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Negotiators address trails for Americans with Disabilities Act

The Committee's charge is to negotiate rules for trails, campgrounds, picnic areas, and beaches which will be made part of the ADA Accessibility Guidelines.

By Stuart Macdonald, Chair, National Association of State Trail Administrators

The Americans with Disabilities Act (ADA) requires us to address the accessibility of trails in addition to buildings and programs. A Regulatory Negotiation Committee is developing new rules for trails and outdoor recreation facilities under ADA. The 25 members of the Committee represent federal and state agencies, advocates for the disabled, and trail groups, including American Trails, American Hiking Society, Appalachian Trail Conference, and the National Association of State Trail Administrators.

The Committee's charge is to negotiate rules for trails, campgrounds, picnic areas, and beaches which will be made part of the ADA Accessibility Guidelines (ADAAG). Currently most federal agencies are guided by an earlier standard, the Uniform Federal Accessibility Standards (UFAS), when constructing or altering facilities. It is important to note that the proposed regulations will apply to newly constructed trails, not to retrofit existing trails. Still being debated is what constitutes an alteration that would trigger the requirement for full accessibility. The new regulations would apply to pedestrian routes, not to roads or motorized trails.

Draft guidelines that quantify accessibility are currently being discussed by the Committee. Various approaches have been considered, but the framework must include these two main parts:

1. Scoping Provisions: where, when, and under what circumstances a trail must be built to an accessible standard.

2. Technical Provisions: the dimensions, materials, and specifications that define what an accessible trail is in terms of trail grade, cross slope, height of obstacles, tread width, surface materials, etc.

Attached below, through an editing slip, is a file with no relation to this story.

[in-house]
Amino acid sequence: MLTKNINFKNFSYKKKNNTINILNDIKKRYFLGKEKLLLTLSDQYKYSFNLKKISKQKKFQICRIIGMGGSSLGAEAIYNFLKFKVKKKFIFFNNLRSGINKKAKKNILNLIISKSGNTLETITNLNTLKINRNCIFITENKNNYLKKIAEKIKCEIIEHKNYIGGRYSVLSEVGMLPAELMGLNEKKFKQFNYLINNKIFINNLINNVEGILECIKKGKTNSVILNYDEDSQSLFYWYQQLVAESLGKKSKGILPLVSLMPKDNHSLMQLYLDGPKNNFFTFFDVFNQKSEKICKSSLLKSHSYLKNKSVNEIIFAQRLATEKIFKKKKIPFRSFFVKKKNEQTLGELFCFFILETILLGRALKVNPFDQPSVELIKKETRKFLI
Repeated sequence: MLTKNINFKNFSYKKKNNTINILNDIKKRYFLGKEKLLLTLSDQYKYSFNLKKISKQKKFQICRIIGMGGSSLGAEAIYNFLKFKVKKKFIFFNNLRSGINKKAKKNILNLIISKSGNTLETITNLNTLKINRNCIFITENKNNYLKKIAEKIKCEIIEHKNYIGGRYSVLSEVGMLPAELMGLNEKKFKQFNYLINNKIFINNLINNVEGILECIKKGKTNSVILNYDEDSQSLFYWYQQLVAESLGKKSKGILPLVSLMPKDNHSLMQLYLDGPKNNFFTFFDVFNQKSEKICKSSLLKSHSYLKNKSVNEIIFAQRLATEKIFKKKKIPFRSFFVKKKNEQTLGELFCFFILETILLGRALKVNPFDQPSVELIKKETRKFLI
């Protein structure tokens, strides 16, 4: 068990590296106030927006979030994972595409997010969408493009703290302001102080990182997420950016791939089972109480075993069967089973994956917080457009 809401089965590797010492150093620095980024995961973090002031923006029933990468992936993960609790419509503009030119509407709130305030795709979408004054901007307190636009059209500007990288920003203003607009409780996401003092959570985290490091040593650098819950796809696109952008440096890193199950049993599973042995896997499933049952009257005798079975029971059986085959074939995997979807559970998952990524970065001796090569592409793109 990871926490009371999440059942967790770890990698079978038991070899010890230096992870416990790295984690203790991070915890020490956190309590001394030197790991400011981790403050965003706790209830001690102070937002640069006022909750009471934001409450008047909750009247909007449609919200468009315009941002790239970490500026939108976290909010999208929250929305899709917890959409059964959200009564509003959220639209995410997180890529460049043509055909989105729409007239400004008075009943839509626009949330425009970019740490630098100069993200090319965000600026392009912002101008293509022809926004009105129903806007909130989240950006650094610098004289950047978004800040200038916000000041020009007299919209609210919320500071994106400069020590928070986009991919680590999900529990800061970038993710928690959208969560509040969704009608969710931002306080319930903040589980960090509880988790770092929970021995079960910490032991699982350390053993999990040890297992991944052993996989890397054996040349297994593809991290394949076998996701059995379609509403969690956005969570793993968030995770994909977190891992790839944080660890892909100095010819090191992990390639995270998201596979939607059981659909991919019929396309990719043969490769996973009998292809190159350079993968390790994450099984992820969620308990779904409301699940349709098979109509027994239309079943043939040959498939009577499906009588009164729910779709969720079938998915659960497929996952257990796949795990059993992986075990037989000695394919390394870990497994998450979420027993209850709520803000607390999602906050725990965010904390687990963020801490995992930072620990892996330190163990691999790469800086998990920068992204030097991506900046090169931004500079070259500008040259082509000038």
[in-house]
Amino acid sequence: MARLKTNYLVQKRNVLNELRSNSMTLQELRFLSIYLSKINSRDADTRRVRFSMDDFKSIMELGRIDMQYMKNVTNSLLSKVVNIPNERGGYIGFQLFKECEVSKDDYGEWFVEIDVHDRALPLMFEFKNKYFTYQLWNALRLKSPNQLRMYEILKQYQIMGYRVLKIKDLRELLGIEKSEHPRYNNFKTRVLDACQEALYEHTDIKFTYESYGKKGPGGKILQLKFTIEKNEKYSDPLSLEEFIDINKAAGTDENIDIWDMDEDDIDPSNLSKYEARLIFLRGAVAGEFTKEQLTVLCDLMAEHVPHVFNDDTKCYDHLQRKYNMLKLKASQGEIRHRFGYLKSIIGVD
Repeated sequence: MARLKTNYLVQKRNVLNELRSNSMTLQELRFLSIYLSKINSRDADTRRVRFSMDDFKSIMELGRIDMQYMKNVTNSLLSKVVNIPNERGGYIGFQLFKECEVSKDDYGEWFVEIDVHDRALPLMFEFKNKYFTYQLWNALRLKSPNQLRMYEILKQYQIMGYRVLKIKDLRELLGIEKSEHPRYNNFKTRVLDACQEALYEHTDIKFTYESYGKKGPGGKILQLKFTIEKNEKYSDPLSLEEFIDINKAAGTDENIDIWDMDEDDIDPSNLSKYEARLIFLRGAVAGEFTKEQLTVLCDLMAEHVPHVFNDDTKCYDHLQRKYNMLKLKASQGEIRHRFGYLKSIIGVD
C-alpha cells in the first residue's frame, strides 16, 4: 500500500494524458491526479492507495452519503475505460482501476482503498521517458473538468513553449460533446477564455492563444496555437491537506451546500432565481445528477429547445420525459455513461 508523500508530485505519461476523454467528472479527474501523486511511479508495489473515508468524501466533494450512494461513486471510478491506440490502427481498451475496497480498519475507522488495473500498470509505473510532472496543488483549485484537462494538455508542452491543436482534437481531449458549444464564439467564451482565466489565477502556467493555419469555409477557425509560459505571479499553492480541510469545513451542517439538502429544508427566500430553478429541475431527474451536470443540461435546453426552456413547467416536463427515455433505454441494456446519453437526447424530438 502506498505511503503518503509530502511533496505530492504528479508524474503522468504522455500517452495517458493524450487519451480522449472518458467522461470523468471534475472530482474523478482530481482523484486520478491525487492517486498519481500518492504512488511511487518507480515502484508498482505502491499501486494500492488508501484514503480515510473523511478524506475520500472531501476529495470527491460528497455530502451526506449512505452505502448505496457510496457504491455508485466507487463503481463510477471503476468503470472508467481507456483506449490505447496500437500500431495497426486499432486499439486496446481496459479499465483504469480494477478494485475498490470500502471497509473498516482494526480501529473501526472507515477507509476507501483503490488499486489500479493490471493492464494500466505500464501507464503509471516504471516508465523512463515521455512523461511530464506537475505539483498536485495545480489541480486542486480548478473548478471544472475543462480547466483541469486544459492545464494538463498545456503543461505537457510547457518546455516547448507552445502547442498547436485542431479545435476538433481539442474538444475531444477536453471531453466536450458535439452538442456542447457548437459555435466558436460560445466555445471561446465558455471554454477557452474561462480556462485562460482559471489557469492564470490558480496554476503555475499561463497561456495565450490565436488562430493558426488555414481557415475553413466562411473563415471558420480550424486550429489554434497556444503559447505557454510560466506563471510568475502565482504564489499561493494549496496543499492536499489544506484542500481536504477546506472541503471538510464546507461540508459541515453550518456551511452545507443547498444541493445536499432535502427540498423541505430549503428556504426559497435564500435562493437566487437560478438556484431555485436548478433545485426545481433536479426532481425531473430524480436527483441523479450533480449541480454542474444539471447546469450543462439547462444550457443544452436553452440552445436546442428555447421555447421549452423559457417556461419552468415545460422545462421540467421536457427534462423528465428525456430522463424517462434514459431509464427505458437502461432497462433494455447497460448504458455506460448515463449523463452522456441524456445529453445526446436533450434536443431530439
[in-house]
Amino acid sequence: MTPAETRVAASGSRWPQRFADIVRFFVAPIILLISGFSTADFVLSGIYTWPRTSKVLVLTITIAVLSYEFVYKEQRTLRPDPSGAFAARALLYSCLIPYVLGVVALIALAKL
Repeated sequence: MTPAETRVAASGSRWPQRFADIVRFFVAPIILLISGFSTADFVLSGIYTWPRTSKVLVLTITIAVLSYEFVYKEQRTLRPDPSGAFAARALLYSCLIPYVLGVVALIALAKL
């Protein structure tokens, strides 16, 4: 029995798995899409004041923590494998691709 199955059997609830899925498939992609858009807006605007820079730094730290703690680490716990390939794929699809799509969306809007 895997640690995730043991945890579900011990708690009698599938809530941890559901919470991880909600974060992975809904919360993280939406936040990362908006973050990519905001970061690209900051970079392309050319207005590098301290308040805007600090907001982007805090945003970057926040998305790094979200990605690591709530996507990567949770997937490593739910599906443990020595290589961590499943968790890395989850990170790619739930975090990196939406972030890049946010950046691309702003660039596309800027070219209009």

But trails into natural surroundings clearly are different from access routes to buildings. Often the trail itself, with all its challenges, is the experience. Nor are trails always designed specifically for pedestrians, such as those built or adopted by mountain bicyclists or equestrians.

While roads would be excluded, hikers in many cases share motorized trails with ATVs and other vehicles. How should ADA address these shared-use trails? Then there is the problem of severe topography, rocky or sandy terrain, or other environmental concerns. What if building an accessible trail to those standards is infeasible or, illogical?

First, the Technical Provisions would allow for a reduced standard of accessibility (e.g. allowing for a steeper slope) under certain circumstances which are still being debated. Second, language would define broader exceptions, or circumstances in which planners could document the need to build a trail to a lower standard of accessibility.

The Regulatory Negotiation Committee on Access to Outdoor Developed Areas is under the supervision of the United States Architectural and Transportation Barriers Compliance Board,
1331 F Street, NW, Washington, DC 20004-1111.

ADA RULEMAKING COMMITTEE MEMBERS (present at the January 1999 meeting):

Access Board
American Camping Association
American Society of Landscape Architects
American Trails
Appalachian Trail Conference
Association for Blind Athletes
Hawaii Commission on Persons with Disabilities
KOA, Inc.
National Association of State Park Directors
National Association of State Trail Administrators
National Center on Accessibility
National Council on Independent Living
National Recreation and Park Association
National Spinal Cord Injury Association
New York State Department of Environmental Conservation
Paralyzed Veterans of America
Partners for Access to the Woods
State of Washington, Interagency Committee for Outdoor Recreation
U.S. Army Corps of Engineers
U.S. Department of Agriculture, Forest Service
U.S. Department of Interior, National Park Service
U.S. Department of Transportation, Federal Highway Administration
Whole Access

February 12, 2001

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